Thursday, February 27, 2014

Salted Beer Caramels


As good as it sounds. I imagine this is how the butter beer in Harry Potter actually tastes. Super creamy, a nice beer taste, and the salt really puts it over. Be generous so that each bit will have a little bit of salt on it. 

2 cups brown sugar
2 sticks butter
1 cup corn syrup
1 can sweetened condensed milk
1 teaspoon vanilla extract
1 bottle of Ale (I used Anchor Steam's Brown Ale)
Sea Salt

Line a 9x13 pan lined with parchment paper.
Melt butter and brown sugar together in medium saucepan over medium heat.
Slowly add beer, syrup then milk while stirring constantly.
Cook caramels to 240°F. Do not stop stirring once milk is added or caramels will scorch.
Once you reach 240°F, take mixture off of heat and stir in vanilla extract.
Pour mixture into pan.
Sprinkle sea salt on top of hot caramels. Let caramels set for a few hours until firm enough to cut.
Wrap in wax paper or caramel wraps. 

They will keep for a couple weeks at least. They would probably work well with something like Guinness or another kind of stout. St. Patrick's Day is coming!

Thursday, February 20, 2014

Home Brew Chai Concentrate

Today is my 5th Blogiversary. Hard to believe it's been that long.

I have a pretty non-standard entry for such a celebration, but it's been brewing for a while, so no time like the present to post it.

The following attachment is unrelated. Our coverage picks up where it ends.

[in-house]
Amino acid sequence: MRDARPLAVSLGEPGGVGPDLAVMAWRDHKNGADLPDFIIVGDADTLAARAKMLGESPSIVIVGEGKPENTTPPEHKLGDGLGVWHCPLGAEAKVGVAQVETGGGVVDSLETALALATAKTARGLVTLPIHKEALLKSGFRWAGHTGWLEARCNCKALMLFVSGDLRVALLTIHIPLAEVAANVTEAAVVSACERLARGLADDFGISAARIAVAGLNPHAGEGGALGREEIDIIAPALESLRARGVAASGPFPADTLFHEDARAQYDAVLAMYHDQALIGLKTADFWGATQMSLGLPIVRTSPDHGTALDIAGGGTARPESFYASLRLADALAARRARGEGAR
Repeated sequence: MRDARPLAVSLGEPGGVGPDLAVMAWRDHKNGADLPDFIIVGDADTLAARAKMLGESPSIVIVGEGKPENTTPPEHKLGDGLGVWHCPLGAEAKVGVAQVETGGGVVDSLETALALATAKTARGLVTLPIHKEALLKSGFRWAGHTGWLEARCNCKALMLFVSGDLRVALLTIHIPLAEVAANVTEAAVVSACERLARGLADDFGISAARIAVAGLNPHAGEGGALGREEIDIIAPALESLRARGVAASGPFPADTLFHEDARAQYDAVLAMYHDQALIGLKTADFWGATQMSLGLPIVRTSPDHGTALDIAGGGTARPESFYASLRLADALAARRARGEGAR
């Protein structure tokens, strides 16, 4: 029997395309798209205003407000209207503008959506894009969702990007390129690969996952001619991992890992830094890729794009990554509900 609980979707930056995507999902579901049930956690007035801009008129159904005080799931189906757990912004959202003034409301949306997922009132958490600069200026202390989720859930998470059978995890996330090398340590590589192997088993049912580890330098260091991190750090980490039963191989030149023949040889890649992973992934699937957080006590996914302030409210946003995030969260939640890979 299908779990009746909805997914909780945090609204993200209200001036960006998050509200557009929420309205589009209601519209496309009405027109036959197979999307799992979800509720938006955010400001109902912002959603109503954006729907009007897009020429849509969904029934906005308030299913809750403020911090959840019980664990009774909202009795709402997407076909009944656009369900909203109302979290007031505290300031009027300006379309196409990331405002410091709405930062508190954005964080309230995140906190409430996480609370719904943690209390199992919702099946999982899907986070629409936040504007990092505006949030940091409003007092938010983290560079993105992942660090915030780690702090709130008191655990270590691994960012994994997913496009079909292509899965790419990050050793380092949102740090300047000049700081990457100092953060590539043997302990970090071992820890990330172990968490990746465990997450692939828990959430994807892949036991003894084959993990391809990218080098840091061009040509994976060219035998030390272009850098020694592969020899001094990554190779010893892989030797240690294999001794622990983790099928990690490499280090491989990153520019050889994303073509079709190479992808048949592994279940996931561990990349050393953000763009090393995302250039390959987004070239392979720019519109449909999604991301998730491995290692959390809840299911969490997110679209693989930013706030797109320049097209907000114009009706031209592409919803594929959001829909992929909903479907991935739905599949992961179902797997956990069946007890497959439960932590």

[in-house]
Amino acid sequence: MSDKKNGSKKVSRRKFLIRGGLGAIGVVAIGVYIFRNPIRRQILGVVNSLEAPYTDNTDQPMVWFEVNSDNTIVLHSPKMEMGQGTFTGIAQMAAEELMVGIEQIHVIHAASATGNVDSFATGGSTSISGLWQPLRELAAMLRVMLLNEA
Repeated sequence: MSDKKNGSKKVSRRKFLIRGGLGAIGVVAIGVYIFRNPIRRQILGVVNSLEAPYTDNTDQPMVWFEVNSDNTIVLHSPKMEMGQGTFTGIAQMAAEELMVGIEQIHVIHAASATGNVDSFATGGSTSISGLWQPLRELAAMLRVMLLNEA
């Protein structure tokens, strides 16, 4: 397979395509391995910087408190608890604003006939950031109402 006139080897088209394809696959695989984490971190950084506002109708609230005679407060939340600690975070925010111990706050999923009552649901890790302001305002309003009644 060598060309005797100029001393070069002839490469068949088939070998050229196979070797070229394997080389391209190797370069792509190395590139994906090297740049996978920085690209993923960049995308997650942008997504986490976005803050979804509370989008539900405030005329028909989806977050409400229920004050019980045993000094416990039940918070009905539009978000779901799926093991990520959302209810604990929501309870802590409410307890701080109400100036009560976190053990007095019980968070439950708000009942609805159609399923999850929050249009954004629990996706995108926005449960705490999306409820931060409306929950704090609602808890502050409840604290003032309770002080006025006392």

I've been on a mission for well over a year now to perfect my own chai blend. I'm pretty addicted to the stuff, in lieu of coffee which I just can't seem to get into. Sacrilege in San Francisco, I know. Luckily I'm not alone in my love for chai and lots of shops around town offer some very wonderful options. But I can almost never just let it be that someone else makes a thing that I don't at least try to make myself.

I started out following what seems to be the ONE chai recipe floating around the internet. One of those phenomenons where it looks like everyone copied the same source, offering me no variation options. And it was all well and good, but I was not nearly satisfied. To me, the perfect chai is only a little sweet, and heavy on the spice. Not just spice-full, but I like it with a little bit of bite.

So after months of tweaking, I am finally satisfied with the chai I can't get enough of, and am no longer craving the blend I used to get at the shop down the street.

That being said, I think if you want to make your own chai, you should either start from where the rest of the internet started, or at least just use this recipe only as a guideline. This is also a bulk recipe, because I drink it daily, so I don't want to have to make it daily (another reason why the ONE recipe wouldn't cut it - heaven forbid I have to count the individual number of cloves in a recipe. No thank you). This also means I buy pounds of each of these spices at a time now.

6" ginger, give or take
6 cinnamon sticks
1/2 cup cardamom pods (I used green)
1/4 cup whole cloves
1/8 cup peppercorns
1 tbs ground nutmeg
2 vanilla beans
12 cups water
1/3-1/2 cup black tea, looseleaf is fine (such as orange pekoe), or use 8-10 teabags
Sweetener to your taste, I prefer honey